Acrylic and vinyl paints, silkscreen ink, and acrylic spray paint on primed Stonehenge paper; white frame and mat
54.5h x 37.75w in
Library Street Collective is pleased to announce LOVE SONGS, an exhibition of new works by Sam Friedman. LOVE SONGS displayed a collection of Friedman’s established stream-of-consciousness canvasses along with a set of over 30 paintings on paper that reconsider the artist’s early exploration of beach scenes, sunsets and landscapes.
Sam Friedman is known for moving between representational and abstract depictions with seeming ease and spontaneity. A pivotal moment in the artist’s work stems from an experience walking towards the sunset during an oncoming storm at Rockaway Beach early in his artistic career. This personal encounter of induced visual clarity manifested a phenomenon where he saw in his mind’s eye fully realized landscapes in vivid colors. He immediately got to work on his ‘beach paintings’—which started as works on paper—and have become his hallmark. It’s been years since Friedman has gone back to that place, and for LOVE SONGS has revisited that climactic occasion at its essence by re-examining every detail, right down to materials and processes. While his canvasses use a single type of paint and freehand technique, these works on paper utilize layering of spray paint, masking, and silkscreen; and each layer becomes a decision in a series of movements that lead to an instinctive result. In these, the artist finds inspiration in a variety of styles and cultures—from Japanese woodblock prints; to Ralph Fassanella’s complex cityscapes celebrating union workers in 1950s New York; to the subdued, placid sunsets Roy Lichtenstein cultivated at the end of his life.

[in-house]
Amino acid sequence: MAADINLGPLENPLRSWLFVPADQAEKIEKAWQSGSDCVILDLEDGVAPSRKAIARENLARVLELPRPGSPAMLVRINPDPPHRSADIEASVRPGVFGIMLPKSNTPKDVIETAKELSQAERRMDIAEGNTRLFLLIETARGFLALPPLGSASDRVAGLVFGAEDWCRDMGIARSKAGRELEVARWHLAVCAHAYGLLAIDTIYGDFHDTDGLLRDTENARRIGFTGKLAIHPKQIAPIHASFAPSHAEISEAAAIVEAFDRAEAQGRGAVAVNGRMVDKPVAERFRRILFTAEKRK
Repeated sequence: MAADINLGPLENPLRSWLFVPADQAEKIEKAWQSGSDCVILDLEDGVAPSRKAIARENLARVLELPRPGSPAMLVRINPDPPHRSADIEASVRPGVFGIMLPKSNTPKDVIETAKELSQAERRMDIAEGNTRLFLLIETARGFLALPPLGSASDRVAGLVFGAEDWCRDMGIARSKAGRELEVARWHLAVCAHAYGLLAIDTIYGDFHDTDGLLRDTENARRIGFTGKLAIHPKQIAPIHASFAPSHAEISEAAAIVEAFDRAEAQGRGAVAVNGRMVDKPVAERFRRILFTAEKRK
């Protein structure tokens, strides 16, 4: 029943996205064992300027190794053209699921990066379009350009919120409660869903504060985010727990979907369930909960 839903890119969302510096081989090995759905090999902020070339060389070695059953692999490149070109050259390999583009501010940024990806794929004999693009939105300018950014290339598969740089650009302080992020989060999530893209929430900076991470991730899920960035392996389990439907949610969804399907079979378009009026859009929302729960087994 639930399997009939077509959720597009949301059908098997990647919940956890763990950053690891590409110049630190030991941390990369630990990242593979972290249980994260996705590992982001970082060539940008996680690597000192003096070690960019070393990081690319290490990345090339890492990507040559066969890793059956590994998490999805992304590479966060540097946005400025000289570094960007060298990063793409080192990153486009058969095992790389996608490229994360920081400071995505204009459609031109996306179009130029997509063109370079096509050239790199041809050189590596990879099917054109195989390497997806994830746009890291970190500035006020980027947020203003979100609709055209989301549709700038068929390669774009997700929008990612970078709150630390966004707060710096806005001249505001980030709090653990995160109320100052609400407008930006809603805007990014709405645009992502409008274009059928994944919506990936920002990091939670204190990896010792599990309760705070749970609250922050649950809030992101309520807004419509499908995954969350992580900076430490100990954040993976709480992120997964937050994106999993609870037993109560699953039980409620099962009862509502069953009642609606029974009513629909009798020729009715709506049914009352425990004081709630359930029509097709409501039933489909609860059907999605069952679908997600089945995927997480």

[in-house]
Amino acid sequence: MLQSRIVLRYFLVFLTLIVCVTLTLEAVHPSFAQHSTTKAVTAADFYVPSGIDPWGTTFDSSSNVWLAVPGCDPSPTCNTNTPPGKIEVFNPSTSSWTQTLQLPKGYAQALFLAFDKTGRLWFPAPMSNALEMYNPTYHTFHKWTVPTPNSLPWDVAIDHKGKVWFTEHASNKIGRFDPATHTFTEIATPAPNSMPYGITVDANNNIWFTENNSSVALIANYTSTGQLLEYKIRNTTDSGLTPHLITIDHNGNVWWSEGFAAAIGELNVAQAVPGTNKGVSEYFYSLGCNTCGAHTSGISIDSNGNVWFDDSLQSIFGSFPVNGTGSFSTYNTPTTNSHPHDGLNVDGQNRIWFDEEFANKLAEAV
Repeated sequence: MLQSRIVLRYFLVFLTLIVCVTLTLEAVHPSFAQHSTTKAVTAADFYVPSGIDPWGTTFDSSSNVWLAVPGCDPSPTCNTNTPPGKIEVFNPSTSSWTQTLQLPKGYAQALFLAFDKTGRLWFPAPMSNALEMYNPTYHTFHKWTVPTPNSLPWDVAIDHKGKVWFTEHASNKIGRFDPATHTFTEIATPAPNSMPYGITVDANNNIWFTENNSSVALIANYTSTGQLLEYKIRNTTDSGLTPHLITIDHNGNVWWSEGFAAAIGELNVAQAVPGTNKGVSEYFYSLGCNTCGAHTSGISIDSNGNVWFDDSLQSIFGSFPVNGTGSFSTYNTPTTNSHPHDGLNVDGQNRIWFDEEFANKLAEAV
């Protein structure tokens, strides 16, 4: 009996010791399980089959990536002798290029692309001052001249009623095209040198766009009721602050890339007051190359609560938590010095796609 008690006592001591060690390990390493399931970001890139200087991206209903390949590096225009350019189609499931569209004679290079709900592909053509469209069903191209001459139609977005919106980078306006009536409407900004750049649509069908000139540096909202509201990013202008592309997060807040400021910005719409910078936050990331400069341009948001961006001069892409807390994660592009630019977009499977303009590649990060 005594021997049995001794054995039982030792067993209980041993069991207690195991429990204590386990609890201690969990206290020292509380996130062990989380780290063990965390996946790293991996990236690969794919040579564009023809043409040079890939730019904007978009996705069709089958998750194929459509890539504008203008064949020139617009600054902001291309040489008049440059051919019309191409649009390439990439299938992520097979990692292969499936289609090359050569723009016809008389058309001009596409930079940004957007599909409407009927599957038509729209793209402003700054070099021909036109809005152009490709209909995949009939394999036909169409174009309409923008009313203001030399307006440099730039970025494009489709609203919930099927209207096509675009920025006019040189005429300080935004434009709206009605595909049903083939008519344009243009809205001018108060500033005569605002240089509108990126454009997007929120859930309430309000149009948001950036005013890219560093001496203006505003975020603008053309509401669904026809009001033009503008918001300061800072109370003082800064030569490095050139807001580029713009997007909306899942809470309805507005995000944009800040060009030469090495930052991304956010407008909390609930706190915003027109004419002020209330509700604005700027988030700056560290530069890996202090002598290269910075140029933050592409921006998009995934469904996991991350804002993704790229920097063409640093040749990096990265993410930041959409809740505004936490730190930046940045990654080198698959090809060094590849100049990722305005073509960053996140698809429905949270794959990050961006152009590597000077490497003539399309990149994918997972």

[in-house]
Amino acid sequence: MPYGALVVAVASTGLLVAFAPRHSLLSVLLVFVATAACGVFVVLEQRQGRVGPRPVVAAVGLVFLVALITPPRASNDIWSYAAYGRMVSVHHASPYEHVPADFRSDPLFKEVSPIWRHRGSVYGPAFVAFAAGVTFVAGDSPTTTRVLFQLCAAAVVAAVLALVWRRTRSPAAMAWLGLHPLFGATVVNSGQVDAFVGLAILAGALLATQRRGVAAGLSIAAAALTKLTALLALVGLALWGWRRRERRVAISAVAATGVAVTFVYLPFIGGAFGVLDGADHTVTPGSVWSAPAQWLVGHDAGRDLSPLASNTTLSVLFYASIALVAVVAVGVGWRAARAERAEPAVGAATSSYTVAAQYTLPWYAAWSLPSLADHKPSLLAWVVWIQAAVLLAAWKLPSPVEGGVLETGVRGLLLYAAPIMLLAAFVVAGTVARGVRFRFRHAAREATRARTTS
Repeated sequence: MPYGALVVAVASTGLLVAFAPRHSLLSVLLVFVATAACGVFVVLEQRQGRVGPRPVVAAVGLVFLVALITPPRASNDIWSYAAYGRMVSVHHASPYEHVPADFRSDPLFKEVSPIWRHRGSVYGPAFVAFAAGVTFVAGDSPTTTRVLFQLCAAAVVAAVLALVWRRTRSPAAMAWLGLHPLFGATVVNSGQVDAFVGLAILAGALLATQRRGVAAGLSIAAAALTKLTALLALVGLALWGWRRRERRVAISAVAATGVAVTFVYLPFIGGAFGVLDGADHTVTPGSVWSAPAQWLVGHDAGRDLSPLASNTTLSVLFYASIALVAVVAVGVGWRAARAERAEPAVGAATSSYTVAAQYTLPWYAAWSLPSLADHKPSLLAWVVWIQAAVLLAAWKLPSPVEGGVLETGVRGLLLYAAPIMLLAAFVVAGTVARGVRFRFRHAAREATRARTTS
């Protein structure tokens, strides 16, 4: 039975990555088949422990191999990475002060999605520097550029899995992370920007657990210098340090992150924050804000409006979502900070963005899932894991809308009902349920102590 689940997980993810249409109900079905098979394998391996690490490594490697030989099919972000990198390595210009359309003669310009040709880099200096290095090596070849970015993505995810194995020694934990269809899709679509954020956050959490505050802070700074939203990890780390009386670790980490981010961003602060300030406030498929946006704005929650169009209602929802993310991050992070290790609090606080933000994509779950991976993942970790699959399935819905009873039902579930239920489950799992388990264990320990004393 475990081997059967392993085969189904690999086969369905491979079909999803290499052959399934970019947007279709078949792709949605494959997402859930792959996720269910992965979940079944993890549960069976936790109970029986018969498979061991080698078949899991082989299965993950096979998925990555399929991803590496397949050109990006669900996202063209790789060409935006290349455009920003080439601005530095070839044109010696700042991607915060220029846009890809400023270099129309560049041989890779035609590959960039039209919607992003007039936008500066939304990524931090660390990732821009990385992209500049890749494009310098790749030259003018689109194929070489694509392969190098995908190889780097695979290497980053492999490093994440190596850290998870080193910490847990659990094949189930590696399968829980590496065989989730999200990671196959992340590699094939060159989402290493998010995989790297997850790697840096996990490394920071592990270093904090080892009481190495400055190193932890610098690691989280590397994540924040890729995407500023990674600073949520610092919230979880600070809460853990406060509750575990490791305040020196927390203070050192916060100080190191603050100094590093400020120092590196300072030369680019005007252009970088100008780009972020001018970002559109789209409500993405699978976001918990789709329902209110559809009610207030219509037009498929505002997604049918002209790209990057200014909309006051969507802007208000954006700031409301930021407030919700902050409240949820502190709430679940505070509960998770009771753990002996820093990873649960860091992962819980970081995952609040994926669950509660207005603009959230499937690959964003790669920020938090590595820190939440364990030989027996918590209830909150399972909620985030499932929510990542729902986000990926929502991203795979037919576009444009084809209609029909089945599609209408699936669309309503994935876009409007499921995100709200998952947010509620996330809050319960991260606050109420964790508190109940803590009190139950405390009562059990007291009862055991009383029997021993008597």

Friedman is absorbed in the deconstruction and revision of natural landscapes, which he achieves through his use of line, pattern, texture, and bright color. After graduating from commercial art studies at The Pratt Institute, he worked freelance until settling in as an assistant in KAWS’ studio, where he spent 4 years acquiring technique and immersing himself in the tools and materials he would carry along with him. It may be surprising to hear that Friedman’s canvas works are done without any preparatory design, where a single freehand stroke on the surface will dictate each successive mark, “These paintings have more self-imposed parameters than the works on paper. While the paint is attempting to reach some level of perfection, the lines sit as perfectly or imperfectly as my hand allows. In this way, they avoid becoming mechanical.” He likens this sentiment to that of Wabi Sabi, which is a Japanese world view and consequent aesthetic that centers on the acceptance and transience of imperfection; a beauty that is imperfect, impermanent and incomplete.
Acrylic on canvas
30h x 90w in